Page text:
1. Think twice.
When remodeling a kitchen, function must be in the first place according to interior designer Jacqui Hargrove. She says: “There’s no ideal kitchen shape,”. “Whether it’s a galley or U- or L-shaped, plan for the sink, fridge and cooktop to form a triangle, with no more than 6 feet between each for ease of movement.”
2. Make room for storage.
Jacqui claims that: “The biggest mistake people make at the planning stage is not allowing for enough storage,”. “Use every nook and cranny. Put overhead cabinets right up to the ceiling, rather than leaving a gap on top that collects dust.” Also, think about deep drawers to easily get to pans and pots, and in this way you will have enough storage space for all the appliances.
3. See the light.
Electrician Richard Terode claims that overhead lighting fixture is insufficient in kitchens. According to him: “In the kitchen, you don’t want the light behind you, casting a shadow on the work space.” You need it positioned to fall in front of you.” He prefers lights that are put under cabinets because these type of lights shine on counter tops directly.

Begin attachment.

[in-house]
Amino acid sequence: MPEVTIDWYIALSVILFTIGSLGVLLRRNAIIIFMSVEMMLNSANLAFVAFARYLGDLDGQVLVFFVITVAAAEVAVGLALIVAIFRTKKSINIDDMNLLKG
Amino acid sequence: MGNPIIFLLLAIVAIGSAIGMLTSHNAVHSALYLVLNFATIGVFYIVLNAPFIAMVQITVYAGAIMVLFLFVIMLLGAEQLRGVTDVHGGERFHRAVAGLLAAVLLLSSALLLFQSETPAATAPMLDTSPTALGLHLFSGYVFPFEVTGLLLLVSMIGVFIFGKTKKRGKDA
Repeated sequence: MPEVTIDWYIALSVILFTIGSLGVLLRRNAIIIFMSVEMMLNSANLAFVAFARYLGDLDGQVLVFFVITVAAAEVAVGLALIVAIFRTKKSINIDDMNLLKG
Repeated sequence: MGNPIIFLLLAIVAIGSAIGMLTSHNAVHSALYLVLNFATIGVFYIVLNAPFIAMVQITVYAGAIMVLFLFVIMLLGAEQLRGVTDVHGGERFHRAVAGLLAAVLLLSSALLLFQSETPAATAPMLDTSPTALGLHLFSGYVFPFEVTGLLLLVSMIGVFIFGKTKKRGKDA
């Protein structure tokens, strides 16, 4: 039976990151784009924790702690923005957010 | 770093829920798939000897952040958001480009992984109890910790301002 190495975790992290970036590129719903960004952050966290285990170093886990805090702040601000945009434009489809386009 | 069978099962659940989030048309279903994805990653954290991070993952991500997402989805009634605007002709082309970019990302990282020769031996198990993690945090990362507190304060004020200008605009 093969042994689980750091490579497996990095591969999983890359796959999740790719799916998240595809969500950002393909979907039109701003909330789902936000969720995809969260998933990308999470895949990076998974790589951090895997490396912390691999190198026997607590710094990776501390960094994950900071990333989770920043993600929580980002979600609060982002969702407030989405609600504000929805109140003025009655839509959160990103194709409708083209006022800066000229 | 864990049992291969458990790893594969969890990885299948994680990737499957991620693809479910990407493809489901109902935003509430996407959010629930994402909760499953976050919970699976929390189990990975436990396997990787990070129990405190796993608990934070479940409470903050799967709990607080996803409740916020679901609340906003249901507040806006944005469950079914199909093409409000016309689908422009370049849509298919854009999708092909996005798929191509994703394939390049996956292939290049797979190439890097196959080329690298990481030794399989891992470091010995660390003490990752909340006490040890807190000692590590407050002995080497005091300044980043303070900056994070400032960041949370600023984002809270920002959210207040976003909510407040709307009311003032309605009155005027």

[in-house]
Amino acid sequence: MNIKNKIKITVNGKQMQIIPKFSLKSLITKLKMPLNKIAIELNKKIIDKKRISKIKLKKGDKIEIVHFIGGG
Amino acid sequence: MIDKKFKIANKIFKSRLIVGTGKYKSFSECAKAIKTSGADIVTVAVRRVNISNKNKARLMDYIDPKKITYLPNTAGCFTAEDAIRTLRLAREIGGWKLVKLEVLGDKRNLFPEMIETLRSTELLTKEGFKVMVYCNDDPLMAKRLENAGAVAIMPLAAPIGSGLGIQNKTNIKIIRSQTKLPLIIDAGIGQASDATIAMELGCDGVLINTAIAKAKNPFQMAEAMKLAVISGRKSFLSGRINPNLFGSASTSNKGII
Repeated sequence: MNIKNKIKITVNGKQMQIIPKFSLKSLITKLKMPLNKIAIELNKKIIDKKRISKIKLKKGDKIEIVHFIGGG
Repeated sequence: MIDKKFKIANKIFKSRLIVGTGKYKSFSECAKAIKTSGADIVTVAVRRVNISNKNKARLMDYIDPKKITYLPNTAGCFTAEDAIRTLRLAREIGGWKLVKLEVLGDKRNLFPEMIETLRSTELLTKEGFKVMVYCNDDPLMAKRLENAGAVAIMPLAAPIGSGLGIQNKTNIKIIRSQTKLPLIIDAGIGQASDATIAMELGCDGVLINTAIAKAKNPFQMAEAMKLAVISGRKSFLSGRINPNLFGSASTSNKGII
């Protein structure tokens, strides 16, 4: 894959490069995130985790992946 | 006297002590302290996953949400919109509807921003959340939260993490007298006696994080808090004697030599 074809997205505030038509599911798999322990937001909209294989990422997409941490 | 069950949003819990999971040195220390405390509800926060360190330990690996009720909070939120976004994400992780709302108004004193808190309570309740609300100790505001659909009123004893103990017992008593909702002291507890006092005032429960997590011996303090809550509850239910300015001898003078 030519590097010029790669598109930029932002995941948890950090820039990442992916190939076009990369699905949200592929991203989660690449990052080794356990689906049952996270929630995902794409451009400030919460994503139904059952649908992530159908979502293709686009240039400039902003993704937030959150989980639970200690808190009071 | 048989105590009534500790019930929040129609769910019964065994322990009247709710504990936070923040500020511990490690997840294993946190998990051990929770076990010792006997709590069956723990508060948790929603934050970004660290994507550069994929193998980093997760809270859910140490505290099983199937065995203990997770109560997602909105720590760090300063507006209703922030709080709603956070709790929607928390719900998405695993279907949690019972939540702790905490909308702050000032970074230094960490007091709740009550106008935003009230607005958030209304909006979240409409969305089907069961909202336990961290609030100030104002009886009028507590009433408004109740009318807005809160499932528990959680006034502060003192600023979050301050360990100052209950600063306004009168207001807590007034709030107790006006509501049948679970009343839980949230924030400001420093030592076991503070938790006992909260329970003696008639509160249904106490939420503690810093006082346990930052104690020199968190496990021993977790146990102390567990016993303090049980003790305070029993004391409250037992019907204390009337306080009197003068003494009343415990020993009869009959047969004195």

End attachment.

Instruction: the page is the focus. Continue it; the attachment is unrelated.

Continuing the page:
4. Power sources.
Appropriate power sources must be available for appliances which are either relocated or new. Richard says: “Many people realize too late that they don’t have the right gas or electric lines.” Plumber Stuart McGroder strongly recommends measuring appliances in order to be sure that they will suit into allocated spaces with ease. He claims that: “If a dishwasher is crammed in, it could push up against the hose and won’t drain properly.”
5. Surface and space.
Too much counter space does not exist; it is never enough. Be careful to pick a surface that will be comfortable to work on. But bear in mind that grout between tiles is always hard to maintain and that stainless steel will scratch quickly.
6. Start from the beginning.
Do not reuse appliances or items that you have used in the old kitchen. Although you think that it will seem save up some money, it is not true. Jacqui says: “Old appliances will jut out like a sore thumb in a new environment. You don’t have to spend $100 on a drawer handle when cheaper ones still look fantastic. The same goes for counter tops.” she says.
7. Safety in the first place.
“Make your kitchen as safe and family-friendly as possible by planning for good visibility to backyard and indoor play areas from the cooking area,” recommends a home safety expert, Dorothy Bell. Furthermore, think about elements that are safety-conscious and these are: ovens placed at adult height to decrease the chances of accidental burns, rounded counter tops, and slip-resistant flooring.
8. Make the air fresh.
James Moore advice: “A range hood helps ventilate cooking odors, says appliance consultant. Buy one that’s efficient, quiet and vented outside.”